Glowie, born Sara Pétursdóttir, had been singing her entire life. Growing up in Reykjavík, Iceland, she familiarized herself with music through her family. Her father was in a classical rock group, while her siblings sang background vocals. Her older sister exposed her to the likes of Jennifer Lopez and Destiny’s Child, her older brother to Outkast, Justin Timberlake and Craig David. “We all love music in my family,” she said in a press release, “and I’m the youngest, so I was just running around and soaking it up.”
Once her sister left home, Glowie was ready to take all that she had absorbed and pour it into music of her own, so her father helped to make her sister’s old room into a home studio. In 2014, a 16-year-old Glowie won a high school singing competition nationally broadcast across her native Iceland. It was at that moment she realized she wanted to sing forever, cultivating her style —where the only thing more searing than her voice is her lyricism.
“A self-confessed ADHD loner with a lot of emotions, Glowie was bullied in school resulting in an unhealthy relationship with her body and a whole lot of uncertainty. She caught on early that it helped to channel her feelings into art,” a press release reads.
And now, her audience is worldwide. All kinds of people can find belonging in at least one of the eight tracks throughout Glowie’s new EP aptly titled Where I Belong.
“Body” written alongside Julia Michaels, was released on Oct. 26, 2018, and has since been remixed by R3HAB and redone again to feature Saweetie. It’s no wonder others want to be associated with celebrating body positivity in not only a clever way, but an authentic one.
The single was followed by “Cruel,” which is just as genuine. “We all see, hear and feel cruelty, some more than others,” the 21-year-old emerging artist says. “I guess it was the song itself that empowered me to share the message and my experiences. The song has helped me to let go of the anger, and I think it will continue to empower me. Hopefully others, too.
Her experiences above include getting bullied at school. Other kids would call her names because of what she describes as a skinny body. They made her feel like she wasn’t normal just because her bones naturally stood out. She tried to hide under baggie clothes, tried to gain weight, but she realized she couldn’t change her body type—and ultimately, zrealizing she didn’t want to change.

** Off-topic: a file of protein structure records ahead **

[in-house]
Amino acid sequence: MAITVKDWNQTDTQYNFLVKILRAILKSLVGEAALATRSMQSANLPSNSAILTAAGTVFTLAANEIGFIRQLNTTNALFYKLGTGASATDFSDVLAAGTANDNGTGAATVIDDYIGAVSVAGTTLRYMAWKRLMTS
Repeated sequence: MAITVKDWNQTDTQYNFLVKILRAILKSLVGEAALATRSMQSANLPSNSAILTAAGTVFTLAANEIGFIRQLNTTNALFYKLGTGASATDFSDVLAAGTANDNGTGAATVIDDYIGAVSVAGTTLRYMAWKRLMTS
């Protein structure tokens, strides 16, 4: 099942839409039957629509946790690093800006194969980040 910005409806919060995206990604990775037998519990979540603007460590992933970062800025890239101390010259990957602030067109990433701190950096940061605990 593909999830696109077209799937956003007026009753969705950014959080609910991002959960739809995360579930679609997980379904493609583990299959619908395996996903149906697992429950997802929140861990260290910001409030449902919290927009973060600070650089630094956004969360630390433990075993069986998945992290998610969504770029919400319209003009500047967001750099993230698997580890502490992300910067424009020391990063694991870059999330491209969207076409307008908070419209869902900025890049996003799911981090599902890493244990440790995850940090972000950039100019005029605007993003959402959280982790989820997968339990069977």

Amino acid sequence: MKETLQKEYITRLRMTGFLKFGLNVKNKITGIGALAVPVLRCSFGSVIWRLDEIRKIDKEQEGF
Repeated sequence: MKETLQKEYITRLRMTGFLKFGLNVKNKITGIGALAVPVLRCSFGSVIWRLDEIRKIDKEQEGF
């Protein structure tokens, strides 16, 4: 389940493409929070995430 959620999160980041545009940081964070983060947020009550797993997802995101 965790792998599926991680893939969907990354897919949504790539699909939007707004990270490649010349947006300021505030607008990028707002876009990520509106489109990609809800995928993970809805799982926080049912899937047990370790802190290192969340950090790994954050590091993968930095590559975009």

Now, she’s singing to those bullies: “So what’d I ever do to you/ To make you be so cruel? / Make you be so cruel/ I’m so tired of drinking in your bitterness/ And it feels so good to call you on your ignorance.”
For those who, like her, were victims of being made to feel less-than, she has a message, too, within a 20-second spoken interlude called “Like We’re All Supposed to Be the Same.” As Glowie, she’s putting out into the world what Sara needed: “‘Cause growing up, I always felt like we were all supposed to fit into a certain image of how we’re supposed to look and how we’re supposed to act, like, we’re all supposed to the same. It’s boring.”
No two tracks are meant to be connected on the EP, but they each aim to inspire empowerment among listeners.
“I think a lot of teenagers listen to music as it’s an escape from reality [and] their problems, but when I was younger I would listen to music that helped me with my reality,” she explains. “I’ve always looked at music as something more than just a song to sing along and dance to. It has a spirit of its own, and because we’re all so different we hear the song differently, and it affects us in different ways. So, that’s something that I want to do with my music. I want it to be useful and helpful in any way.”
You can listen to the newly released video for ‘Who’s Gonna Stop me’, bellow.